Aged care representatives say it's disappointing quarantine-free travel is underway while some of the country's most vulnerable continue to wait for the vaccine.
Newshub understands rest home residents in Palmerston North will be among the last in the aged care sector to receive the crucial jabs.
The bubble marks a milestone, but it's adding to anxiety for the owner of Palmerston North's Cook Street Nursing Care Centre and registered nurse Anna Blackwell.
"I thought that when we first got the plan, that aged care was going to be a priority for the Ministry of Health - and it's disappointing that that hasn't been how it is."
Newshub understands the vaccine rollout in the aged care sector is highly variable.
The Nelson-Marlborough region started COVID vaccines for residents on March 31 - it leads the way - while in Metro Auckland, shots for residents began on Monday.
But in Rotorua, residents will have to wait until May 10 and in Mid-Central, which includes Palmerston North, it's understood residents have to wait until May 31.
"It feels a little bit shambolic," says Blackwell.
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Simon Wallace, Aged Care Association CEO, says his members have been planning for vaccines for months.
"We are concerned that given we have 450,000 vaccines in the country, that it's taking to the end of May in one particular region before our residents are going to be vaccinated," he told Newshub.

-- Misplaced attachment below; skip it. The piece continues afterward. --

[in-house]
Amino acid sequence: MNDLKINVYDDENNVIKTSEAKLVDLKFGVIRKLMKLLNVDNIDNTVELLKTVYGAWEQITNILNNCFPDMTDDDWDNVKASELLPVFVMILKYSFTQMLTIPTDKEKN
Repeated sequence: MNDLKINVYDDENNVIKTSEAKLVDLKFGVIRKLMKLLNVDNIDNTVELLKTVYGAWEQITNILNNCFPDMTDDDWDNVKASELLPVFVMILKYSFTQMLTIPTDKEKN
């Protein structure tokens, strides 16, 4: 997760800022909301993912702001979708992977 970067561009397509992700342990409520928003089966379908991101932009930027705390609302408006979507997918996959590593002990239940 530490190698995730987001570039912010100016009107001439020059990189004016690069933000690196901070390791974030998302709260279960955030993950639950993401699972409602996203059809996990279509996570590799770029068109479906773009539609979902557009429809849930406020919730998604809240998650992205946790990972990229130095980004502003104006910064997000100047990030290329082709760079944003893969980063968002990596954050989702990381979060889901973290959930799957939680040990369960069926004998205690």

"We are ready to go and we are waiting. We are disappointed that there have been these delays."
Newshub asked the Health Ministry why Palmerston North was at the bottom of the list.
It's been unable to provide an answer to that specific question, but said DHBs are making pragmatic decisions, and elderly in Manawatu are not in danger of missing out.
The risk of Australian travellers bringing COVID-19 here is considered low, with managed isolation and quarantine (MIQ) seen as the biggest threat.
"If you look at our MIQ facilities, we've been having cases leak out of those facilities roughly once a month," said Michael Plank, Maths and Stats Professor at Canterbury University.
If there's an outbreak, the advice is clear: suspend travel. But to know if there's an outbreak, Prof Plank says we must remain vigilant.
"It'll be critical that both countries, Australia and New Zealand, have really good testing systems."
Data analysts only began looking at MIQ testing data two weeks ago, and the exact number of border workers is unknown.
"I think it's a problem if we cannot identify the workforce who are exposed at the borders, and also know what proportion of them are tested and vaccinated," said Professor Michael Baker, Otago University epidemiologist.
But Professor Baker says the green zone with Australia has significant benefits.
"This is a model which could be applied globally," he said.
And his advice for anyone visiting vulnerable people: be extremely cautious if you have any symptoms.